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As my server is not supporting cron job, I want a file in my server to trigger its action on a particular time every day..

Please let me know whether it possible to do run a script at a particular time from the server side itself without any external act.

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5 Answers 5

I agree with Kel's answer.

You could try out one of the free cronjob services available, if your server doesn't support it.

Just the first two found on Google, there's likely to be more if you search a little.

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You cannot start script without ANY external act.

If your file server has SSH or HTTP server or something like that, you can configure cron job on another server to start your script via SSH / HTTP / something like that.

Also, you can create PHP script, which would do sleeping in a loop all the time, and wake up and do some job only if current time is near some specific value. You will have to correct maximum execution time for php script (see here for details), and you will have to start your script on server startup. BTW, this does not look like good solution.

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As mentioned before, this is not possible literally "without external act".

A nice solution I found in the ThinkUp software (don't know where else this is used) to use a RSS feed reader. From the point of simplicity, this is probably the best option.

The idea is that you use your feed reader to automatically call a script on your site every XX hours (or whatever interval you want). When called, this script executes the maintenance tasks or whatever it is that you want to do.

To make sure that not everybody can run that script and cause your server to break down (I suppose this is a somewhat heavy task), you can use a unique long identifier string appended as URL parameter to make sure that the script only gets called by you.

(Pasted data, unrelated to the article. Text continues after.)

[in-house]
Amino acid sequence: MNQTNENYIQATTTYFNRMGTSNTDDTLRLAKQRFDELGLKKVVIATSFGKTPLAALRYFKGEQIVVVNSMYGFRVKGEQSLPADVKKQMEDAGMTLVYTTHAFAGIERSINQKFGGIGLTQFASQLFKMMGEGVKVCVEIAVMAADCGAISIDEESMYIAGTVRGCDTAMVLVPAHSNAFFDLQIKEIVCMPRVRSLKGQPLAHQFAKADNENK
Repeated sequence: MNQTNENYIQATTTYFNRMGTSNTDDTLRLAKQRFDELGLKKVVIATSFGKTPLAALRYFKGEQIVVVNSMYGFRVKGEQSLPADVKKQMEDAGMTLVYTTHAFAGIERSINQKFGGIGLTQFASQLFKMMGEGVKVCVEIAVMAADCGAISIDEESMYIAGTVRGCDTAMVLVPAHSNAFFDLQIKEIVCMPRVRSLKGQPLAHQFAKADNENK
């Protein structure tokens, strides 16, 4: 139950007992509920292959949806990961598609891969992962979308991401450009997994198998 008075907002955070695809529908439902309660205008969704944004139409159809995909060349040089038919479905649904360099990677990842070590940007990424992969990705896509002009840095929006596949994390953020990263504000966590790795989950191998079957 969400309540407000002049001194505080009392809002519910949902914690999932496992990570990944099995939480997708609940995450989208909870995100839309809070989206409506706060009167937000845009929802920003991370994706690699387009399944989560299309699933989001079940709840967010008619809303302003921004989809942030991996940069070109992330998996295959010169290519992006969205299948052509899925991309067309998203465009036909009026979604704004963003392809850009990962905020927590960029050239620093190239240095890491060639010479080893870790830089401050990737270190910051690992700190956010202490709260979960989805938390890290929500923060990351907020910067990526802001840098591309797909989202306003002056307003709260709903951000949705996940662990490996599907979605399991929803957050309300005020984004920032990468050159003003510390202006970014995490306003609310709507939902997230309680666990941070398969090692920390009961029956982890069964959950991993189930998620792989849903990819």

Other than that, you can use one of the "poor man's" web cron job services that have been suggested in other answers.

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if (rand(0,100)==0){
    if (!file_exists($tf='tmp/job.crontime') || (time() - filemtime($tf))>(60*60*24)){
        ... # your tasks
        touch($tf);
        }
    }

This simple & stupid script uses a file to store the time of last job-ecexution. If >60*60*24 has passed — it launches the job code. rand(0,100) should lower the overhead of checking for jobs on each request: 1/100 is the chance of running your jobs.

Put it in the end of your 'index.php'. Don't use in projects with modelate to high load :))

The Great Disadvantage: it won't run if you don't have any visitors.


UPD: Write a script that runs indefinitely and every 30s does touch('tmp/job.crontime') to report it's still alive. It should also check the current time & perform actions.

In index.php, if more than 30s has passed — re-launch the daemon with an HTTP-request. Ugly, but fully functional. You'll also deal with time limits, be careful!

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Well, if this is on a public web server and you have enough visits, you could always use those to run code to check for a given value, say hour of day, number of times a file have been accessed (or store your number in a file). Just put your php code on top of a web page.

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Sorry, didn't read the "without any external act". –  AJJ Jan 8 '11 at 11:28

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